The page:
“And now...” Hashem does not look at our past, writes Rabbi Spero citing the Chasan Sofer. He brings us closer to Him now, at this moment, irrespective of our past. This is a night of transformation. As Rabbi Biderman notes in Be’er Chaim, constantly dwelling on the past is its own form worshiping strange gods. This is a time to move forward and cherish the moment to come closer to Hashem.

Perhaps by discussing Rabbi Eliyahu Roth’s essay in Sichot Eliyahu we can better understand exactly what happens when one is enslaved. Man was destined to be king on earth as God is in heaven. Hashem created Man with unlimited potential, who could see from one end of the earth to the other. True, after Adam’s sin, Hashem set some limits upon him, but Man still was fashioned in God’s image with the ability to create. Slavery takes that potential, that form, and sets constraints upon it. It takes boundless man and confines it. It takes the boundless yam/sea and puts a meitzar/constraint around it so that it no longer has an independent form of its own. This is what Mitzrayim/Egypt,/meitzar yam signifies. Man becomes no better than a chamor, a donkey, a beast with no identity of his own, consisting only of lowly earth, nothing more than a beast to serve others. (Anyone interested can read The Man with the Hoe, a remarkable poem by Edwin Markham that powerfully coveys this idea. C.K.S.)

When you constantly “go with the flow”, you are no more than water without form, constantly being drawn to the fashion, technology, and mores of the times. You have no independent sense of self. I must first realize that I can have a form of my own, and not just remain raw material. I can break away from the constraints of “everybody” and come closer to Hashem.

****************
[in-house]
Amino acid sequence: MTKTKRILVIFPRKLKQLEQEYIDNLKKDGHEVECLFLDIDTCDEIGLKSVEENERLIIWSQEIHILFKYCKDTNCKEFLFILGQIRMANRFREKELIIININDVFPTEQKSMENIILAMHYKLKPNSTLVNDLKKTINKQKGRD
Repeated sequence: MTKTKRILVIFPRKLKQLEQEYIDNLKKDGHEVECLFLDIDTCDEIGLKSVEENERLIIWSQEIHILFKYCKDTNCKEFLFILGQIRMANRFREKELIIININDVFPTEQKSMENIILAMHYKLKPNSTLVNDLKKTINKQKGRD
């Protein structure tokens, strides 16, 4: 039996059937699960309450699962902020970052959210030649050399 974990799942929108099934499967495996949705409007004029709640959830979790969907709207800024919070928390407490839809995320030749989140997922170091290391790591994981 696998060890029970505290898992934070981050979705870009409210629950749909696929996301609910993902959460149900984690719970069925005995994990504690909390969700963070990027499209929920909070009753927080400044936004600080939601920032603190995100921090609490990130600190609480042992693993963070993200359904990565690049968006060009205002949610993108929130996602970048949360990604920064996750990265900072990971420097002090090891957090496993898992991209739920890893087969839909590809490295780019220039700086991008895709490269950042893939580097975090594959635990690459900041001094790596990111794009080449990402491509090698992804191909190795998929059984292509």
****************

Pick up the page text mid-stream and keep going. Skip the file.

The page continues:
But water is an integral part not only of life but of the very process of baking matzah. However, we do not use water directly from the tap to bake our matzah The water is required to rest overnight, for twelve hours, before it can be mixed with the flour. Rabbi Eisenberger, in Mesilot Bilvovom gives us some insight into why this may be so.

When Hashem created the waters, the upper waters were closer to Hashem and were therefore very spiritual. The lower waters originally complained, but soon became content with their lower identity and mission. While the lower waters were involved in so much good, they didn’t allow these deeds to affect them, much like our souls that are often involved in so many mitzvoth but still remain distant from Hakodosh Boruch Hu.

What do we do to the water for the matzah? We separate it from its source and make it stay overnight. It becomes water of reflection as it now has the time to contemplate its mission. When we ingest the matzah kneaded with this water, we too can contemplate our souls and yearn again to come closer to Hashem. We too can make eating the matzah a spiritual experience. We can transform every mitzvah from rote performance to a path of closeness to the Creator. The night of the Seder is a night of redemption, but you need to see where you’re at and what needs improvement. We need to break out of our limitations and develop our potential. The time is now.

Our Seder ends with the chad gadya/one goat. Rav Leibel Eiger asks why we focus on a goat instead of on a sheep? A sheep is passive, just chomer, material without form or actions of its own. A goat, on the other hand, leaps and moves forward. This is our opportunity to leap forward. If you believe that Hashem is our Lord in the heavens and on the earth, and we believe that He leaps over mountains to bring us closer to Him, then the water of the matzah is calling to you.

The night of the Seder is a night of opportunity and growth. Hashem is knocking on our door, asking us to open it for Him. How are we responding?

Summary by Channie Koplowitz Stein